You chose very specific locations in which to perform. Could you explain why?
Kennedy: We want to present Open Gates Project’s work in multiple boroughs of New York City. This is especially important in representing artists of color on the stage to audiences in The Bronx and Queens, with their diverse and widely underserved neighborhoods when it comes to the arts and live performance. Our aim is to grow our audiences to include people who have never, or only rarely, seen people who look like them featured on the concert stage.
What do you hope will surprise people about this series and these women composers?
Chappel: I hope people are continually surprised by the depth of talent that exists among musicians of color who have dedicated their lives to mastering historic performance. If there is a stereotypical image of an early music specialist, it is not a musician of color. And yet, in one of the most diverse cities on Earth, which also happens to be one of the world’s cultural capitals that draws countless artists into its orbit, there are many artists of color who are currently practicing early music. Even greater still is the enormous pool of talented musicians who are established professionals from which the field should be recruiting to learn the specific skills necessary to become early music specialists. How early music looks depends greatly on who we invite into our community. Who do we recruit and who do we ignore, and why?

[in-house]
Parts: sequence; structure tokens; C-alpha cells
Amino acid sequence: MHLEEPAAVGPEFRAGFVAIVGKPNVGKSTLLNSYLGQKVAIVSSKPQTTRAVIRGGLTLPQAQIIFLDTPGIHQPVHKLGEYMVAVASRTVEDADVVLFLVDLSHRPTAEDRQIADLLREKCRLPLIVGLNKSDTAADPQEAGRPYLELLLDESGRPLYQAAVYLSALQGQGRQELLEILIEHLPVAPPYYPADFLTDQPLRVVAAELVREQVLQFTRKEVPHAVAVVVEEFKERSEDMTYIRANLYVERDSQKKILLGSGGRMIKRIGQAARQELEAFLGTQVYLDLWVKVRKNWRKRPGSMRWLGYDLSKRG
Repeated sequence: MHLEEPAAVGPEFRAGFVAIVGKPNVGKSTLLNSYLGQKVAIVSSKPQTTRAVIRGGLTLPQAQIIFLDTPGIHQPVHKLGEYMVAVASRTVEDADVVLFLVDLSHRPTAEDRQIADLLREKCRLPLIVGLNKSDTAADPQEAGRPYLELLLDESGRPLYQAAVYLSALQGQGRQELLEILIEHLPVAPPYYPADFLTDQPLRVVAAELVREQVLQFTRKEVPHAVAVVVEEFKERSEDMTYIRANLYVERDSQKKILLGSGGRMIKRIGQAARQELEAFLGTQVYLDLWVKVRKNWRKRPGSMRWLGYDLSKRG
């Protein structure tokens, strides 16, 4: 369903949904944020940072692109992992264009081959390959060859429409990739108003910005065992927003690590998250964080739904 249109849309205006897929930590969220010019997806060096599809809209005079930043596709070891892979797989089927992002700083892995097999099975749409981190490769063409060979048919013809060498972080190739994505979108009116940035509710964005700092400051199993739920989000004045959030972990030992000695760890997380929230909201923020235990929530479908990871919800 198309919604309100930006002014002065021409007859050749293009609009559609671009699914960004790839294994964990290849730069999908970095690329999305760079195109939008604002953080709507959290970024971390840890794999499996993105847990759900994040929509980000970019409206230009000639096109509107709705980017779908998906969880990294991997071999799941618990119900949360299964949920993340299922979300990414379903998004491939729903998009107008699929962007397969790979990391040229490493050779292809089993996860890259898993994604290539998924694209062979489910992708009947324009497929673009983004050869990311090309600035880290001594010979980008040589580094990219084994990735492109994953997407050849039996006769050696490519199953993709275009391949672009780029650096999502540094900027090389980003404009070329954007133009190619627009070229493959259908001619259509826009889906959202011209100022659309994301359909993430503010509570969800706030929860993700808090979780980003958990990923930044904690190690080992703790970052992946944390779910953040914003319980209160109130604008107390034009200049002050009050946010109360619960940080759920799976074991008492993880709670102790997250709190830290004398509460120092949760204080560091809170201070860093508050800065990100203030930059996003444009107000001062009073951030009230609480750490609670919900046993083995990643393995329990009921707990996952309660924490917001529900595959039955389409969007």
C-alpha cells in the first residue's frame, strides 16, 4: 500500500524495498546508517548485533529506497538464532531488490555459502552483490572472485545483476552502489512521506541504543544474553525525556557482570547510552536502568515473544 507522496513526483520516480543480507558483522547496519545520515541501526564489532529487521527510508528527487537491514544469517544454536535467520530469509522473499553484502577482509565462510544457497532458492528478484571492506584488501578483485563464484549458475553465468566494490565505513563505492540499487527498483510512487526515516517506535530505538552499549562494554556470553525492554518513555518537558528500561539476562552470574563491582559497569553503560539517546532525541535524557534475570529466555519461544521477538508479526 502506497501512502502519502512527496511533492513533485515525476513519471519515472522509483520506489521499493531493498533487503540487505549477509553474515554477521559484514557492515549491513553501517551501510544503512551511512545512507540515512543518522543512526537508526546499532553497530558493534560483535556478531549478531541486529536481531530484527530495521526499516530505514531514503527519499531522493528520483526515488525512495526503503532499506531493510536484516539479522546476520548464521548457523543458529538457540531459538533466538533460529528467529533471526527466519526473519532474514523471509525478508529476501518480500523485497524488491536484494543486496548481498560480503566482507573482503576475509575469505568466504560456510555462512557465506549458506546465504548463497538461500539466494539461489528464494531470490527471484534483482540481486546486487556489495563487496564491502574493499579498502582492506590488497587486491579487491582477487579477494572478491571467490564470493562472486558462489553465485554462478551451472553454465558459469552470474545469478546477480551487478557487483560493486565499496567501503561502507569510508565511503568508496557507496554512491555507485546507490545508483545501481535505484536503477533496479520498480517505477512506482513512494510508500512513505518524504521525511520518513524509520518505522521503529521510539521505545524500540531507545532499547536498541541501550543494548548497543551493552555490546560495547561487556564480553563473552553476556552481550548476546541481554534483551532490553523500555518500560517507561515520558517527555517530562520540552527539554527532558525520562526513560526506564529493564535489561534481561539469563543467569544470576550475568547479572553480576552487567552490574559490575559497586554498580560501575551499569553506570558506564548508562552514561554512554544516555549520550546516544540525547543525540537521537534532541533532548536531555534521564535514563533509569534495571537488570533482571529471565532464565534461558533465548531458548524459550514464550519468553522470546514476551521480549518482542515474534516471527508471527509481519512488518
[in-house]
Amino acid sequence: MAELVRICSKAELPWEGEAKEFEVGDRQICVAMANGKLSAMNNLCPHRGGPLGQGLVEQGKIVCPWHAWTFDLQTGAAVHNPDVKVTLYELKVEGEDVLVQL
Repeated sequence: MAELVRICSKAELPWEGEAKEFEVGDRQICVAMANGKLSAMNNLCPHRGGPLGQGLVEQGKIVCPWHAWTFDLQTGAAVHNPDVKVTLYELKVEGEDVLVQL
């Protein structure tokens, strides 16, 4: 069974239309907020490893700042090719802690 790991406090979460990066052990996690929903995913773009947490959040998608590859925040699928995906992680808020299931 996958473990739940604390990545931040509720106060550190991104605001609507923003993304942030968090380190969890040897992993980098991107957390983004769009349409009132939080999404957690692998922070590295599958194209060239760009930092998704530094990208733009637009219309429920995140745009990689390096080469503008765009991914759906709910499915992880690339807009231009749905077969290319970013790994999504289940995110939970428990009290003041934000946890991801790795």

When it comes to the women on this first concert, I know the audience will be pleasantly surprised at the beauty of sound emanating from the stage. The composers have provided such wonderful works and we have assembled a wonderfully talented group of artists to bring these works to life!
Are these works newly relevant, or have they always been relevant, and just need new ears to hear them?
Chappel: The works have always been relevant - they were just underperformed and under-recognized, with the exception of the Stabat Mater, which of course was written by Pergolesi, a man. Today these works by female composers are relevant in that they demonstrate the presence of women in early music, even when early music was actually new music and not all that early. It is important that we musicians refocus our scholarly research to include these important female voices and perspectives. The next time we musicians go digging in the early music pile, hopefully we will remain aware enough to pull out more gems from female composers and perhaps other marginalized voices who also contributed to the canon but have been lost in the predominance of male European composers.
What do you hope audiences will experience during the performance, and what do you hope will stay with them after the final note?
We hope that our audiences are deeply moved by seeing a stage full of radiant female artists of color, and that they will never view an early music concert again without considering both artistic excellence and wide-ranging inclusion in the same breath.
Video link: https://gemsny.org/opengatesvideos